The Defendant, Michael Freeman, appeals his second degree murder conviction, alleging that (1) the trial court improperly denied his motion to suppress his police statement because he made an unequivocal request for a lawyer; (2) that the evidence was insufficient to support his conviction; and (3) that the trial court erred by issuing a flight instruction to the jury. Following our review of the record and the applicable authorities, we conclude that the Defendant’s issues do not entitle him to relief. Accordingly, the judgment of the trial court is affirmed. 

Knox County Court of Criminal Appeals 05/24/19
Robert Johnson v. Memphis Guitar Spa, LLC
W2018-00665-COA-R3-CV

After losing in general sessions court, Plaintiff attempted to appeal the judgment to the circuit court. Defendant filed a motion to dismiss and a counterclaim in the circuit court. Plaintiff’s appeal was thereafter dismissed for lack of subject matter jurisdiction because it was not perfected in a timely manner. The circuit court then entered a default judgment against the Plaintiff based upon Plaintiff’s failure to respond to the counterclaim. Plaintiff appeals, arguing that the circuit court lost subject matter jurisdiction over the counterclaim upon the dismissal of the appeal. Discerning no error, we affirm.

Shelby County Court of Appeals 05/23/19
Stacy Renee Carter v. Antonio Elmore Carter
E2019-00655-COA-R3-CV

This is an appeal from a final order in the parties’ divorce proceeding entered on April 18, 2017. The Notice of Appeal, filed with the Appellate Court Clerk on April 16, 2019, was accompanied by a motion seeking leave to file it late, presumably pursuant to certain provisions in Rule 4(a) of the Tennessee Rules of Appellate Procedure. Because the Notice of Appeal was not timely filed, and because there is no authority in Rule 4(a) for a waiver of the timely filing of a Notice of Appeal in a civil case, we do not have jurisdiction to consider this appeal.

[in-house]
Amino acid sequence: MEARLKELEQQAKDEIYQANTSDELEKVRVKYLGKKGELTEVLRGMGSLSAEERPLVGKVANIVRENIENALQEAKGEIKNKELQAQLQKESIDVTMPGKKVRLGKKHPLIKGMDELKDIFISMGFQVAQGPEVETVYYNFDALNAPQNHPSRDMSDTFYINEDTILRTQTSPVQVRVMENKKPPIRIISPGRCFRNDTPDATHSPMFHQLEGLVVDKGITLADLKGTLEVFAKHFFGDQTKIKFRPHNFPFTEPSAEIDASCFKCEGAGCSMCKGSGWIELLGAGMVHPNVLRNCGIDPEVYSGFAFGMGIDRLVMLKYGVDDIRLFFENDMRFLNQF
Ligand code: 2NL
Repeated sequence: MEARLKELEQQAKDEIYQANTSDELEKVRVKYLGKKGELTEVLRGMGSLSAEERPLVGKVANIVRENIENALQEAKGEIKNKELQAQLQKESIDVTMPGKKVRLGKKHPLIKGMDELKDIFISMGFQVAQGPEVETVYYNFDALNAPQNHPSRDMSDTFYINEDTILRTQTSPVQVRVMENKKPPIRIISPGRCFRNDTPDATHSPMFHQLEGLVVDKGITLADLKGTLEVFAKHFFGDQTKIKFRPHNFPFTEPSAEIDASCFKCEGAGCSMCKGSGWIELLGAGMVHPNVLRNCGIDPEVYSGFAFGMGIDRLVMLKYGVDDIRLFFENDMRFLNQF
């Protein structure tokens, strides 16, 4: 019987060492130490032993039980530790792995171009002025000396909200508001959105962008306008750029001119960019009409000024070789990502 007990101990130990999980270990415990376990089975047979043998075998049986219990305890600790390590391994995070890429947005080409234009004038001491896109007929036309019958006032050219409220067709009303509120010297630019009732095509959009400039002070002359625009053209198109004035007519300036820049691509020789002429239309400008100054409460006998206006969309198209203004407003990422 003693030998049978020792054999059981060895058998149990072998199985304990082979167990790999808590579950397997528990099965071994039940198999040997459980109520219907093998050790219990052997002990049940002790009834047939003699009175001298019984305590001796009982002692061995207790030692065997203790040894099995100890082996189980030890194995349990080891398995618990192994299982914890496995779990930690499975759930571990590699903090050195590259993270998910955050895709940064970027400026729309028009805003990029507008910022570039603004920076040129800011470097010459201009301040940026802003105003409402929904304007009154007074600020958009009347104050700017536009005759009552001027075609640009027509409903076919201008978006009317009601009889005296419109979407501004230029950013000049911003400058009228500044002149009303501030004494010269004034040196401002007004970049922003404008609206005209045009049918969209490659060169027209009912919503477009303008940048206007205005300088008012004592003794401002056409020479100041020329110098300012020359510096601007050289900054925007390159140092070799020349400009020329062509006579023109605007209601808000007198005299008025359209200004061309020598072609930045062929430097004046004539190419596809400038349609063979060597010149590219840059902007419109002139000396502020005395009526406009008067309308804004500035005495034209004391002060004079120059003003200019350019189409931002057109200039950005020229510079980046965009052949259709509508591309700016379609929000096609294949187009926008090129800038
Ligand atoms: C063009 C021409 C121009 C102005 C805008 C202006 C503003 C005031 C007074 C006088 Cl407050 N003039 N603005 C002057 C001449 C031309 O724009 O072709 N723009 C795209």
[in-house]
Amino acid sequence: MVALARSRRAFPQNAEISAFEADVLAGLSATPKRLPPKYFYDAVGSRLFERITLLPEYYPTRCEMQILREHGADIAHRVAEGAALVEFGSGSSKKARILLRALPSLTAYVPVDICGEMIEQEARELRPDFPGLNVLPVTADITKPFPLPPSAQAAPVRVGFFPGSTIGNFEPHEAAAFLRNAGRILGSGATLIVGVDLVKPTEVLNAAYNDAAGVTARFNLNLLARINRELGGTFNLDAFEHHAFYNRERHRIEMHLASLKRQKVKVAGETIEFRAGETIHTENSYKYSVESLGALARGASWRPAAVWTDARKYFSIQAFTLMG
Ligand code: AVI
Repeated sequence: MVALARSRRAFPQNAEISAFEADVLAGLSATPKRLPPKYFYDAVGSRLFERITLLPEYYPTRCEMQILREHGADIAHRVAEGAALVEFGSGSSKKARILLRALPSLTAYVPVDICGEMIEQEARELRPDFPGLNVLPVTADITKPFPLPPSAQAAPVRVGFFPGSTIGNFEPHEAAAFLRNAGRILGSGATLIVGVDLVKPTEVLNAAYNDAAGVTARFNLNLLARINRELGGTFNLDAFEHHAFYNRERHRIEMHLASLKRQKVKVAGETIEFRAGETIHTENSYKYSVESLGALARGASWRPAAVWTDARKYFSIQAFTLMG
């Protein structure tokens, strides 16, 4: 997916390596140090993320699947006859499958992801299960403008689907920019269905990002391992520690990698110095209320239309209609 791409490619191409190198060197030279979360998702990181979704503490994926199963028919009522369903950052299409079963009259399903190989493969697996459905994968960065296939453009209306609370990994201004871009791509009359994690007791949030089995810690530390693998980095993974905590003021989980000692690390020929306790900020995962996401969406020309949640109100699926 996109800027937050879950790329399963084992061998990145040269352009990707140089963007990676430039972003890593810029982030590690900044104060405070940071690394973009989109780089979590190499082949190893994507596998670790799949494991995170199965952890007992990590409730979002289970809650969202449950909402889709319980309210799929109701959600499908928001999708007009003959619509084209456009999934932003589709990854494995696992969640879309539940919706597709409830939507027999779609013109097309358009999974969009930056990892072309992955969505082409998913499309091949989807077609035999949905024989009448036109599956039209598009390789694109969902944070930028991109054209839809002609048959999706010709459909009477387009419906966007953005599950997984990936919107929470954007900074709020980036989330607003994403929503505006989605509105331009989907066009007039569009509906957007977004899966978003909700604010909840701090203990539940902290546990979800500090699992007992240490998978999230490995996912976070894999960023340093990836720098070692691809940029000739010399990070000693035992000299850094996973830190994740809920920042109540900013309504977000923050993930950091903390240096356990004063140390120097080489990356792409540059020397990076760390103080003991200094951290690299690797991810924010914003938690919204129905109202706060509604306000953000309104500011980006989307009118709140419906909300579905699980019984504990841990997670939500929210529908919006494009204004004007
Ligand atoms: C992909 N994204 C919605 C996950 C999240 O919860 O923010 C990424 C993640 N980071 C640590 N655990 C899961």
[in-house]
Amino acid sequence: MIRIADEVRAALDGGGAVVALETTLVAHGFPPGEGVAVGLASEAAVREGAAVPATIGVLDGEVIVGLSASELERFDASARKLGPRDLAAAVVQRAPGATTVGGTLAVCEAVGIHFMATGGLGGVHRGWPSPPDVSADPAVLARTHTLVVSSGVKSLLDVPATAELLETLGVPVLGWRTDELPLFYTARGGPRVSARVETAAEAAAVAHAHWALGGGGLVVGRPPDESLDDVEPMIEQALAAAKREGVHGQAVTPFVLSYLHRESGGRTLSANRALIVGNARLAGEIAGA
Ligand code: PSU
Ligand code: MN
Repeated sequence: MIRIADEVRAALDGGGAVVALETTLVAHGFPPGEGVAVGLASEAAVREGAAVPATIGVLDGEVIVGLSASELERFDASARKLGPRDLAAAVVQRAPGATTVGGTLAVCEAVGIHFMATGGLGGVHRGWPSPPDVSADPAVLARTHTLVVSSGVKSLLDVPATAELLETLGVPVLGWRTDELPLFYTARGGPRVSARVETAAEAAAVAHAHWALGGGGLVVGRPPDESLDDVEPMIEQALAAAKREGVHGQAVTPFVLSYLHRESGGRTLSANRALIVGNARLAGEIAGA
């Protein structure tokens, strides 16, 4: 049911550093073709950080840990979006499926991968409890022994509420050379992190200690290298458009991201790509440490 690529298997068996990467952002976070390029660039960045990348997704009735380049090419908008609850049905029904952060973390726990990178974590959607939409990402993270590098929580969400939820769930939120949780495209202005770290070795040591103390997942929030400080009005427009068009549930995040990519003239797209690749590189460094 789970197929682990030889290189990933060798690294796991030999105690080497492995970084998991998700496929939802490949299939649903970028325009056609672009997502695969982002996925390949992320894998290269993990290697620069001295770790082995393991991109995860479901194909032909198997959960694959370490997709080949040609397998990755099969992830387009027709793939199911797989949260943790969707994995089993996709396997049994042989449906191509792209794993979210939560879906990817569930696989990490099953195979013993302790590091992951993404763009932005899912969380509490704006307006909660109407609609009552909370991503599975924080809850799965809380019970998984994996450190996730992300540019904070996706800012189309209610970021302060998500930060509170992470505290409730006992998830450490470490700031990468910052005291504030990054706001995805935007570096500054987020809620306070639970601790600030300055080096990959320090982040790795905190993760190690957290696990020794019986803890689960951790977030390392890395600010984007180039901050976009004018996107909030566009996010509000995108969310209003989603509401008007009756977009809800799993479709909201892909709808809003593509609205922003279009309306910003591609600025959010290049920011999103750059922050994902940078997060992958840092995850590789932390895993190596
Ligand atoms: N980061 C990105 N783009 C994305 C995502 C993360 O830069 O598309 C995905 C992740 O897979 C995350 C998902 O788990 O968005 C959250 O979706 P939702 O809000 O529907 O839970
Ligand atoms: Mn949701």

Blount County Court of Appeals 05/23/19
Rocky McElhaney Et Al. v. Hughes & Coleman PLLC Et Al.
M2019-00124-COA-R3-CV

The defendants have appealed from the trial court’s rulings granting the plaintiffs a partial summary judgment and directing the entry of a final judgment under Tennessee Rule of Civil Procedure 54.02. Because the order appealed was not properly entered under Tennessee Rule of Civil Procedure 58 and because the order is not appropriate for certification as final under Tennessee Rule of Civil Procedure 54.02, we dismiss the appeal

Wilson County Court of Appeals 05/23/19
In Re Lennon R.
M2018-00541-COA-R3-JV

This is an appeal from the trial court’s order that: (1) designated Father/Appellee as primary residential parent; (2) awarded him sole decision-making authority; and (3) set visitation. Mother/Appellant appeals: (1) the designation of Father as primary residential parent; (2) the award of sole decision-making authority to Father; and (3) her number of parenting days with the child. Because the trial court failed to make any findings regarding decision-making authority, we vacate the trial court’s award of sole decision-making authority to Father and remand for findings of facts and conclusions of law related to same. We also conclude that the trial court abused its discretion when it failed to maximize Mother’s parenting time with the child. Therefore, we reverse the trial court’s visitation award and remand for a more equal award of parenting time. Finally, we reverse the trial court’s order concerning child support and remand for a recalculation of support consistent with the new parenting schedule entered on remand. The trial court’s order is otherwise affirmed.

Rutherford County Court of Appeals 05/23/19
State of Tennessee v. Cameron Neil Brown
M2018-00943-CCA-R3-CD